•           Salt (I didn’t use any – there was enough in the vegetable stock)
  •           Black pepper, freshly ground (my husband doesn’t enjoy black pepper, so I rarely use it)

How to

Finely chop onions, garlic and leeks. Also chop the chili – with or without seeds. Fry in the olive oil until softened. Add the spices. Fry for another 2 minutes. The original recipe says to add a splash of water if it starts getting dry, but I think you can go ahead and just add the tomato purée if you reach that point. Cook for another two minutes. Then basically you just pour everything else in: lentils (dry), beans (cooked and drained or drained from a tin), and chopped tomatoes. Add the stock. Bring it all to a boil, then reduce the heat and leave it there for at least an hour. Stir a few times, and then season however you like it. I didn’t think salt was necessary because the vegetable stock I used already had salt.

And you’re done. But you’ll have enough chili for an army. The first time, I made a full recipe and regretted it. Then I made ½ a recipe and it´s still a good amount. My husband didn’t care for it (even though I added meat to his) and my son doesn’t much like beans at the best of times. It doesn’t qualify as comfort food in my house! But I thought it was yummy and I have small portions frozen, so I can easily have a quick meal whenever I want to!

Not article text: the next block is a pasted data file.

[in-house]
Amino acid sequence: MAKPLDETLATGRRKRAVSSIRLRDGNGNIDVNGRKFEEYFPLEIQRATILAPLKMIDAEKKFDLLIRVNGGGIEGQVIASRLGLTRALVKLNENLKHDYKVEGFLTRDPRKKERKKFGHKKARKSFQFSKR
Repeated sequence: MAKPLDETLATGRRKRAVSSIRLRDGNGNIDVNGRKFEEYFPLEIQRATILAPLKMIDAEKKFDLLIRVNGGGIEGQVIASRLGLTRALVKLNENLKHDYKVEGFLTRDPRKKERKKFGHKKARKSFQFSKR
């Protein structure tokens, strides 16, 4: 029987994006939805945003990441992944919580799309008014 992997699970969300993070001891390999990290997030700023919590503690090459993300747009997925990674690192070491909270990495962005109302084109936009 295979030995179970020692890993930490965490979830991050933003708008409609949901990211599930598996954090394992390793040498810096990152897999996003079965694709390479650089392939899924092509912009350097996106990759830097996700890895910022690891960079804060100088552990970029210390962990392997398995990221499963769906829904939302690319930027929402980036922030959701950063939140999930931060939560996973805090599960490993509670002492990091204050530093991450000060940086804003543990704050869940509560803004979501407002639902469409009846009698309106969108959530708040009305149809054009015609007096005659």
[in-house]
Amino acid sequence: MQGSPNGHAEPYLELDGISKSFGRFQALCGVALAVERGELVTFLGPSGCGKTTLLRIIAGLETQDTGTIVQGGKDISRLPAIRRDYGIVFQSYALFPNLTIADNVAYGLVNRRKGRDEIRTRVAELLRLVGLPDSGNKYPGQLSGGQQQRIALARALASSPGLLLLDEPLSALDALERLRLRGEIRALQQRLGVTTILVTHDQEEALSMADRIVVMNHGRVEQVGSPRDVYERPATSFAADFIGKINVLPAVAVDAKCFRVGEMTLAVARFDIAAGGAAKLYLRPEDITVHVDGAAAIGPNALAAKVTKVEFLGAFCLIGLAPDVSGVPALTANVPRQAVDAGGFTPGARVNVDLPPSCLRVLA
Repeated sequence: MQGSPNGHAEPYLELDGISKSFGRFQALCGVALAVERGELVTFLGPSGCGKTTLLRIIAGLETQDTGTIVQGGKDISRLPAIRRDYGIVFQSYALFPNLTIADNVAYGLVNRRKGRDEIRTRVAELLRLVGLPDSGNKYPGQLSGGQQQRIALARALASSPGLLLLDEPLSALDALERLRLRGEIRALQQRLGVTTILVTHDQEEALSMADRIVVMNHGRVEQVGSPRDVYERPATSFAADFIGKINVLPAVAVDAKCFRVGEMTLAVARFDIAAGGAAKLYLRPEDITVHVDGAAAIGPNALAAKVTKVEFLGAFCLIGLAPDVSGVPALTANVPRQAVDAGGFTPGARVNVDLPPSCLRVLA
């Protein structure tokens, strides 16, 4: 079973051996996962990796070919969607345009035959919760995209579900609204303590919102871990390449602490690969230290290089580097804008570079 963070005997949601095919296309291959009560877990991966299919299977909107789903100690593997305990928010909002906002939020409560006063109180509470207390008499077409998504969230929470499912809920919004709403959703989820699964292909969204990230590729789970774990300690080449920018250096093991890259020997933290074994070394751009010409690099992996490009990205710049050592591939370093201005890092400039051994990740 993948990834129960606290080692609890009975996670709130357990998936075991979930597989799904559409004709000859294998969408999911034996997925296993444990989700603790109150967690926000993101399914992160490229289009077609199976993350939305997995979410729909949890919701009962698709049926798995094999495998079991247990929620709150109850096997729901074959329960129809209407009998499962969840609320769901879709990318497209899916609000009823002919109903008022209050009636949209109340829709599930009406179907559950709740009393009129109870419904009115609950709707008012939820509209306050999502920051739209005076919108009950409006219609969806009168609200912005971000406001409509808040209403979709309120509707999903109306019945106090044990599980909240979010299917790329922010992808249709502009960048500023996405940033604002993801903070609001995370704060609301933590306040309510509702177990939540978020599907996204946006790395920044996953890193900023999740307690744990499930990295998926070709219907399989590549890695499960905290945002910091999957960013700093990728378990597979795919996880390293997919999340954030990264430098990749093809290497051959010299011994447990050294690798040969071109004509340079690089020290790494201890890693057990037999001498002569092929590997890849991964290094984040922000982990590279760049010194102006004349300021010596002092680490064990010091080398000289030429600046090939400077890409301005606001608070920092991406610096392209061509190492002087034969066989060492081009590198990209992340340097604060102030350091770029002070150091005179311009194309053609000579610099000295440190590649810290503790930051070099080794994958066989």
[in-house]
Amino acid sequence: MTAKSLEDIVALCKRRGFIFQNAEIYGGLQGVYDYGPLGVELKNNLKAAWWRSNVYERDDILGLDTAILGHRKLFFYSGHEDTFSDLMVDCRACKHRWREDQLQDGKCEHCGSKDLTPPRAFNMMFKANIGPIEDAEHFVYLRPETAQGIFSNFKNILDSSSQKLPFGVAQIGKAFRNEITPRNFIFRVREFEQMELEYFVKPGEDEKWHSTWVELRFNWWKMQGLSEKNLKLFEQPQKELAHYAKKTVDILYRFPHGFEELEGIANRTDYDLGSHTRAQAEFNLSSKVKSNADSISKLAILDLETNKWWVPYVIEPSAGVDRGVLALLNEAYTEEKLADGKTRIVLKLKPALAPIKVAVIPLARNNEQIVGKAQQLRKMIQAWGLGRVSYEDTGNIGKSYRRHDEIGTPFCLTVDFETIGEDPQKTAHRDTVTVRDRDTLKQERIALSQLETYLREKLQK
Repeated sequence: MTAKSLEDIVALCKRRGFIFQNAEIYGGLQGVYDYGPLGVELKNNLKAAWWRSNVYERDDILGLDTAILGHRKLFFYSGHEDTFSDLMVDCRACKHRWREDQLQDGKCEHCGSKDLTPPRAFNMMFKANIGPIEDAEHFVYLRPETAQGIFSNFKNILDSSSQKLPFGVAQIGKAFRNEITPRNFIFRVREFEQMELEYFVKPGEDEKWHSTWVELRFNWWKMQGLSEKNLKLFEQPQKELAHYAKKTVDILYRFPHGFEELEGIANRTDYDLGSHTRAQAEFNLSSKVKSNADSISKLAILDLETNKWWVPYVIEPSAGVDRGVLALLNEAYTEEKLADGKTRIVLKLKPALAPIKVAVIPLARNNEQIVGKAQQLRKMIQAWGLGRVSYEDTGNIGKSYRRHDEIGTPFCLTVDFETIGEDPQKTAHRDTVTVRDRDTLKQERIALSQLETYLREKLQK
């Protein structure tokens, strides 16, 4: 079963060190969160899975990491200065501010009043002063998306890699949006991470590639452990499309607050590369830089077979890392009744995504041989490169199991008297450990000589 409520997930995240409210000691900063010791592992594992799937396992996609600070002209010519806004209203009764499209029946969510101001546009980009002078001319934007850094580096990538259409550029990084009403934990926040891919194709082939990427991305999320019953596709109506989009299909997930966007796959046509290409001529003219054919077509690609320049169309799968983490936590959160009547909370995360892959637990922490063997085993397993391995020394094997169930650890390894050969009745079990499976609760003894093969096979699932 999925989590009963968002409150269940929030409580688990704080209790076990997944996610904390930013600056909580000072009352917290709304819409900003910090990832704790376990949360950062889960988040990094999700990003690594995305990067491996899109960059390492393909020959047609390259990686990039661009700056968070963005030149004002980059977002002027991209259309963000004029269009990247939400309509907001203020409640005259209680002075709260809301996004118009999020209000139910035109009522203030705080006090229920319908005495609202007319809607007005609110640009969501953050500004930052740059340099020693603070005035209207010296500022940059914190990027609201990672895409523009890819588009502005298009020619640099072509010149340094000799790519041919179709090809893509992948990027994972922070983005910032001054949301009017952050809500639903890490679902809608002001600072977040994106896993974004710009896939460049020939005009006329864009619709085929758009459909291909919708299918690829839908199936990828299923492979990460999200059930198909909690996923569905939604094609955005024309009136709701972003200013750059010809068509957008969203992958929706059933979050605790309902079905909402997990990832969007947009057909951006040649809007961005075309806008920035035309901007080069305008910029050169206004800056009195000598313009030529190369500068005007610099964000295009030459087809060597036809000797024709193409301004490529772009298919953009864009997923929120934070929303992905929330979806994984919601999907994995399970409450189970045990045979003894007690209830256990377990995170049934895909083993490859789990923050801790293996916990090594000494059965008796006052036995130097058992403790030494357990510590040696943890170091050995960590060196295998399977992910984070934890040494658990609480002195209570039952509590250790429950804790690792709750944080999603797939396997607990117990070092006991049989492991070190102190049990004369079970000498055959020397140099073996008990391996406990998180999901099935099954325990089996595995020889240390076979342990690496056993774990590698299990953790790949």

Sunday, November 1, 2015

Dinner at Ruth's...Reinterpreted!

by Libby
‘I left a note for you,’ said Gabri. ‘Since the bistro’s closed we’re all going out for dinner and you’re invited.’ ‘Peter and Clara’s again?’ asked Gamache. ‘No. Ruth,’ said Gabri and was rewarded with their stunned looks. He’d have thought someone had drawn a gun on the two large Sûreté officers. Chief Inspector Gamache looked surprised but Beauvoir looked afraid. (The Brutal Telling, Kindle, p.159)
Ruth's appetisers, reinterpreted
Ruth's main course, reinterpreted

Dinner at Ruth's? The surprise and trepidation that Gamache and Beauvoir experience is rightly deserved. Jean-Guy finds it prudent not to attend. Ruth is far too unsettling for him. She has become something of a nemesis! But he doesn't entirely miss out. This is the start of Ruth feeding him a steady diet of couplets of verse, that are out of order and don't rhyme. Which is bound to do his head in!